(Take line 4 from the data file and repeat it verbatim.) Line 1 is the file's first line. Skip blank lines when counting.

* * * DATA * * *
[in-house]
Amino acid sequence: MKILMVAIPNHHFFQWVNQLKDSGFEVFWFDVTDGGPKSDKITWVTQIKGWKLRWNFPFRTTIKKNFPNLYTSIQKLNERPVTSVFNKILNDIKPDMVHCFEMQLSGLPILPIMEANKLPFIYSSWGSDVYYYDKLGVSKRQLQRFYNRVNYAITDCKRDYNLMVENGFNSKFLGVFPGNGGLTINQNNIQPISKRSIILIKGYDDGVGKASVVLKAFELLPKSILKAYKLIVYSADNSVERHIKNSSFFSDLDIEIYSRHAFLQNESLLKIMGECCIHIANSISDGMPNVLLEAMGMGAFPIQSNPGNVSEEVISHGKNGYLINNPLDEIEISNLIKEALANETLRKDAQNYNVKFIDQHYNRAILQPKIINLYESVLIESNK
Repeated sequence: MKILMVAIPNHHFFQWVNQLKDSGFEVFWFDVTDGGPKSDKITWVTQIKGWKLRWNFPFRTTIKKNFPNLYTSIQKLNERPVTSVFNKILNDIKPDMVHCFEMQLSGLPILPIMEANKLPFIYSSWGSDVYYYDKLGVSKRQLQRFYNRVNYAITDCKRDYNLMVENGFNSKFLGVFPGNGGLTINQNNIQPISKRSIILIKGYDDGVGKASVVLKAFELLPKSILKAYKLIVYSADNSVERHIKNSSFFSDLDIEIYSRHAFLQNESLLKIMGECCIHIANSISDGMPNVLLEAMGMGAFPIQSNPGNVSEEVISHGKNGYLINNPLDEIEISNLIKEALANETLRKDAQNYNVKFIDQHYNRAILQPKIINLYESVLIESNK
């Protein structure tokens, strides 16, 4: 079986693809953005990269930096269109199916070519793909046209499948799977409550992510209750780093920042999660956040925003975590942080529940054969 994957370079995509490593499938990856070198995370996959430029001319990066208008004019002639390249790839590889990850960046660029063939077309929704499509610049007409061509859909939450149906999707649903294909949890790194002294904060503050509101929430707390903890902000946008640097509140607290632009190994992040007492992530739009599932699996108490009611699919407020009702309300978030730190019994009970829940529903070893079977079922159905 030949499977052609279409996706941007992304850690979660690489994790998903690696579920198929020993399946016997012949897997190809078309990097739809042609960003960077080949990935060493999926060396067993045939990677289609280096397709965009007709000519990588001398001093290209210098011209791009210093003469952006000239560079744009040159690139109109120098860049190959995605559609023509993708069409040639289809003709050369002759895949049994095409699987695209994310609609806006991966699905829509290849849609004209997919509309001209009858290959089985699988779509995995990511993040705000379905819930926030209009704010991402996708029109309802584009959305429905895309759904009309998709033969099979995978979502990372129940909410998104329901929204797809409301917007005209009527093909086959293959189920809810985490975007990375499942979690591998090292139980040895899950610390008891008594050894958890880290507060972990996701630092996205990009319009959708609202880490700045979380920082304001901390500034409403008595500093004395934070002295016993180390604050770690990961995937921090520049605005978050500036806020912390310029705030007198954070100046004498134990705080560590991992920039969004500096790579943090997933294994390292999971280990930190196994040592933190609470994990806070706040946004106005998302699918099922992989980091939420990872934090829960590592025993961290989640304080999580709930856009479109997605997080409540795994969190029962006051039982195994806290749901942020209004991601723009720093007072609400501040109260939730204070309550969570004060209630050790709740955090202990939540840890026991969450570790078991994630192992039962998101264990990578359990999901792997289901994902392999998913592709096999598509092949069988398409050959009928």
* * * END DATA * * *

């Protein structure tokens, strides 16, 4: 079986693809953005990269930096269109199916070519793909046209499948799977409550992510209750780093920042999660956040925003975590942080529940054969 994957370079995509490593499938990856070198995370996959430029001319990066208008004019002639390249790839590889990850960046660029063939077309929704499509610049007409061509859909939450149906999707649903294909949890790194002294904060503050509101929430707390903890902000946008640097509140607290632009190994992040007492992530739009599932699996108490009611699919407020009702309300978030730190019994009970829940529903070893079977079922159905 030949499977052609279409996706941007992304850690979660690489994790998903690696579920198929020993399946016997012949897997190809078309990097739809042609960003960077080949990935060493999926060396067993045939990677289609280096397709965009007709000519990588001398001093290209210098011209791009210093003469952006000239560079744009040159690139109109120098860049190959995605559609023509993708069409040639289809003709050369002759895949049994095409699987695209994310609609806006991966699905829509290849849609004209997919509309001209009858290959089985699988779509995995990511993040705000379905819930926030209009704010991402996708029109309802584009959305429905895309759904009309998709033969099979995978979502990372129940909410998104329901929204797809409301917007005209009527093909086959293959189920809810985490975007990375499942979690591998090292139980040895899950610390008891008594050894958890880290507060972990996701630092996205990009319009959708609202880490700045979380920082304001901390500034409403008595500093004395934070002295016993180390604050770690990961995937921090520049605005978050500036806020912390310029705030007198954070100046004498134990705080560590991992920039969004500096790579943090997933294994390292999971280990930190196994040592933190609470994990806070706040946004106005998302699918099922992989980091939420990872934090829960590592025993961290989640304080999580709930856009479109997605997080409540795994969190029962006051039982195994806290749901942020209004991601723009720093007072609400501040109260939730204070309550969570004060209630050790709740955090202990939540840890026991969450570790078991994630192992039962998101264990990578359990999901792997289901994902392999998913592709096999598509092949069988398409050959009928």